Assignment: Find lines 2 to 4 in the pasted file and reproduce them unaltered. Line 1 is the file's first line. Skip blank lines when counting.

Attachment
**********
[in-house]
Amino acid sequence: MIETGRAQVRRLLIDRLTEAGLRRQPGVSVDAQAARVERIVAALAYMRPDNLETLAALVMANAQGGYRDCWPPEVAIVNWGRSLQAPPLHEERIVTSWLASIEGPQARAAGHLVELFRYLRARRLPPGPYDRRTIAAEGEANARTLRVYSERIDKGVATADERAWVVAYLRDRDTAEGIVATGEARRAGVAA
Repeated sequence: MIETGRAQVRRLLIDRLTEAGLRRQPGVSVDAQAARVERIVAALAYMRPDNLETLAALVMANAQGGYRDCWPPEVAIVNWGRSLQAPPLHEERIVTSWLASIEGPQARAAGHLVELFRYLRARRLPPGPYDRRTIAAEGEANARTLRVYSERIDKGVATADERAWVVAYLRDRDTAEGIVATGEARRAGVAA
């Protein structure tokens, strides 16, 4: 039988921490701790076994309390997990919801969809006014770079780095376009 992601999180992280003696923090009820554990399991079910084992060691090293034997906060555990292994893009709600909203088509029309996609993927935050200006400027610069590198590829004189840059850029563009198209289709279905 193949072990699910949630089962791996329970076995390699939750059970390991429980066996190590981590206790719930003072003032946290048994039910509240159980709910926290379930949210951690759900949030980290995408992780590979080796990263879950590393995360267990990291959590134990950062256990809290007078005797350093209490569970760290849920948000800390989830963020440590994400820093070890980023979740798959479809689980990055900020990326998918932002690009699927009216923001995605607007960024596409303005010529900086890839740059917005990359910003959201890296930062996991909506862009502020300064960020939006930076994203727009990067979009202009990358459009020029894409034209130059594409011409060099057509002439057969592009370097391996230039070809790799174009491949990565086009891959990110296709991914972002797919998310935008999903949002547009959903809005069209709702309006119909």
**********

Amino acid sequence: MIETGRAQVRRLLIDRLTEAGLRRQPGVSVDAQAARVERIVAALAYMRPDNLETLAALVMANAQGGYRDCWPPEVAIVNWGRSLQAPPLHEERIVTSWLASIEGPQARAAGHLVELFRYLRARRLPPGPYDRRTIAAEGEANARTLRVYSERIDKGVATADERAWVVAYLRDRDTAEGIVATGEARRAGVAA
Repeated sequence: MIETGRAQVRRLLIDRLTEAGLRRQPGVSVDAQAARVERIVAALAYMRPDNLETLAALVMANAQGGYRDCWPPEVAIVNWGRSLQAPPLHEERIVTSWLASIEGPQARAAGHLVELFRYLRARRLPPGPYDRRTIAAEGEANARTLRVYSERIDKGVATADERAWVVAYLRDRDTAEGIVATGEARRAGVAA
């Protein structure tokens, strides 16, 4: 039988921490701790076994309390997990919801969809006014770079780095376009 992601999180992280003696923090009820554990399991079910084992060691090293034997906060555990292994893009709600909203088509029309996609993927935050200006400027610069590198590829004189840059850029563009198209289709279905 193949072990699910949630089962791996329970076995390699939750059970390991429980066996190590981590206790719930003072003032946290048994039910509240159980709910926290379930949210951690759900949030980290995408992780590979080796990263879950590393995360267990990291959590134990950062256990809290007078005797350093209490569970760290849920948000800390989830963020440590994400820093070890980023979740798959479809689980990055900020990326998918932002690009699927009216923001995605607007960024596409303005010529900086890839740059917005990359910003959201890296930062996991909506862009502020300064960020939006930076994203727009990067979009202009990358459009020029894409034209130059594409011409060099057509002439057969592009370097391996230039070809790799174009491949990565086009891959990110296709991914972002797919998310935008999903949002547009959903809005069209709702309006119909």